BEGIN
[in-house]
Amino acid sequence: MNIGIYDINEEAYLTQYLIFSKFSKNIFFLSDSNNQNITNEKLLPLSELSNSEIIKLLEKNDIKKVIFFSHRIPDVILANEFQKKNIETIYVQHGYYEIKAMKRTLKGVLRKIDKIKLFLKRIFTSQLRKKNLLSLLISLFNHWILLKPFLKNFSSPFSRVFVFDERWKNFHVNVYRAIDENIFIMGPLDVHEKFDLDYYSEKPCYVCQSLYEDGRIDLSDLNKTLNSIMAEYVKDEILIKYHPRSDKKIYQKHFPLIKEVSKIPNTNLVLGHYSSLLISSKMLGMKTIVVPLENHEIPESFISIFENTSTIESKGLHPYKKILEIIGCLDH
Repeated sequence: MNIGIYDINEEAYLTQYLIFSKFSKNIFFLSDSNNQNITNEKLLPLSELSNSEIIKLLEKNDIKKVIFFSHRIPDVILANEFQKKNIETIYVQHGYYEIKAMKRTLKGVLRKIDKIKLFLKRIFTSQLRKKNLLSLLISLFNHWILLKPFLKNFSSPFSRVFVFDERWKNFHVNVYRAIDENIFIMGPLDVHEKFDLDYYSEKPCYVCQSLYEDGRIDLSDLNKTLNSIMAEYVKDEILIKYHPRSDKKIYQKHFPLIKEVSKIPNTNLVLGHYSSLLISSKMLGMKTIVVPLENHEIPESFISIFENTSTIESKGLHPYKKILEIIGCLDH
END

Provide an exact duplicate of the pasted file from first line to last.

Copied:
[in-house]
Amino acid sequence: MNIGIYDINEEAYLTQYLIFSKFSKNIFFLSDSNNQNITNEKLLPLSELSNSEIIKLLEKNDIKKVIFFSHRIPDVILANEFQKKNIETIYVQHGYYEIKAMKRTLKGVLRKIDKIKLFLKRIFTSQLRKKNLLSLLISLFNHWILLKPFLKNFSSPFSRVFVFDERWKNFHVNVYRAIDENIFIMGPLDVHEKFDLDYYSEKPCYVCQSLYEDGRIDLSDLNKTLNSIMAEYVKDEILIKYHPRSDKKIYQKHFPLIKEVSKIPNTNLVLGHYSSLLISSKMLGMKTIVVPLENHEIPESFISIFENTSTIESKGLHPYKKILEIIGCLDH
Repeated sequence: MNIGIYDINEEAYLTQYLIFSKFSKNIFFLSDSNNQNITNEKLLPLSELSNSEIIKLLEKNDIKKVIFFSHRIPDVILANEFQKKNIETIYVQHGYYEIKAMKRTLKGVLRKIDKIKLFLKRIFTSQLRKKNLLSLLISLFNHWILLKPFLKNFSSPFSRVFVFDERWKNFHVNVYRAIDENIFIMGPLDVHEKFDLDYYSEKPCYVCQSLYEDGRIDLSDLNKTLNSIMAEYVKDEILIKYHPRSDKKIYQKHFPLIKEVSKIPNTNLVLGHYSSLLISSKMLGMKTIVVPLENHEIPESFISIFENTSTIESKGLHPYKKILEIIGCLDH